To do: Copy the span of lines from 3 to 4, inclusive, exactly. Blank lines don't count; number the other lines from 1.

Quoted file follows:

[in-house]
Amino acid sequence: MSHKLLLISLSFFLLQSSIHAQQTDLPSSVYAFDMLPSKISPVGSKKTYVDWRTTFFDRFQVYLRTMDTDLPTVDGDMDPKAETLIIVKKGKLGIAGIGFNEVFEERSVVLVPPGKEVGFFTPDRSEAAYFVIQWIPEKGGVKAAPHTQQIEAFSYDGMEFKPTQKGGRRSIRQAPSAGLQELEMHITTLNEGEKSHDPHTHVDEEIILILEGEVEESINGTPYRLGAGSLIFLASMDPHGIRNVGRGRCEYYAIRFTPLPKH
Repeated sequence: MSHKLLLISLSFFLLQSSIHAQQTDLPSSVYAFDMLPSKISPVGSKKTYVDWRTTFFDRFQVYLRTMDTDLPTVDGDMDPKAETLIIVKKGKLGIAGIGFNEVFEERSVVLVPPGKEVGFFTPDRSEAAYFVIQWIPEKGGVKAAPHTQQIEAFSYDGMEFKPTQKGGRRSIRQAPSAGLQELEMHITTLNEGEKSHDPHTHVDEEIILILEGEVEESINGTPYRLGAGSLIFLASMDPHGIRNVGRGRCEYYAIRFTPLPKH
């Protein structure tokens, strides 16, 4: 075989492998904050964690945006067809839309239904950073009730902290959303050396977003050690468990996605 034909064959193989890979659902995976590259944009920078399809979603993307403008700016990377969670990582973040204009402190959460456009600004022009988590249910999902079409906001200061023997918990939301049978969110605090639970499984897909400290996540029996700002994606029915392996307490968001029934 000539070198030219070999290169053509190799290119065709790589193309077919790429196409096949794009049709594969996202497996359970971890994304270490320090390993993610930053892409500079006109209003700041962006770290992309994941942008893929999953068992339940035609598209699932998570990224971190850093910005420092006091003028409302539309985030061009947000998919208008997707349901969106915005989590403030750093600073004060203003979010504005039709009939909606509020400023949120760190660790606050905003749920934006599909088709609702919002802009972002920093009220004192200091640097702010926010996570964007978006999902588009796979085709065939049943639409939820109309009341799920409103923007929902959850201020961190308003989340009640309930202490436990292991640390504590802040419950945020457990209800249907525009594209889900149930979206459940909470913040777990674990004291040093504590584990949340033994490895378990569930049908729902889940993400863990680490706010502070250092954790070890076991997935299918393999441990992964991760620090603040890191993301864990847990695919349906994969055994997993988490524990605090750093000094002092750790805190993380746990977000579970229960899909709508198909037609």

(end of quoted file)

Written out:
Repeated sequence: MSHKLLLISLSFFLLQSSIHAQQTDLPSSVYAFDMLPSKISPVGSKKTYVDWRTTFFDRFQVYLRTMDTDLPTVDGDMDPKAETLIIVKKGKLGIAGIGFNEVFEERSVVLVPPGKEVGFFTPDRSEAAYFVIQWIPEKGGVKAAPHTQQIEAFSYDGMEFKPTQKGGRRSIRQAPSAGLQELEMHITTLNEGEKSHDPHTHVDEEIILILEGEVEESINGTPYRLGAGSLIFLASMDPHGIRNVGRGRCEYYAIRFTPLPKH
């Protein structure tokens, strides 16, 4: 075989492998904050964690945006067809839309239904950073009730902290959303050396977003050690468990996605 034909064959193989890979659902995976590259944009920078399809979603993307403008700016990377969670990582973040204009402190959460456009600004022009988590249910999902079409906001200061023997918990939301049978969110605090639970499984897909400290996540029996700002994606029915392996307490968001029934 000539070198030219070999290169053509190799290119065709790589193309077919790429196409096949794009049709594969996202497996359970971890994304270490320090390993993610930053892409500079006109209003700041962006770290992309994941942008893929999953068992339940035609598209699932998570990224971190850093910005420092006091003028409302539309985030061009947000998919208008997707349901969106915005989590403030750093600073004060203003979010504005039709009939909606509020400023949120760190660790606050905003749920934006599909088709609702919002802009972002920093009220004192200091640097702010926010996570964007978006999902588009796979085709065939049943639409939820109309009341799920409103923007929902959850201020961190308003989340009640309930202490436990292991640390504590802040419950945020457990209800249907525009594209889900149930979206459940909470913040777990674990004291040093504590584990949340033994490895378990569930049908729902889940993400863990680490706010502070250092954790070890076991997935299918393999441990992964991760620090603040890191993301864990847990695919349906994969055994997993988490524990605090750093000094002092750790805190993380746990977000579970229960899909709508198909037609």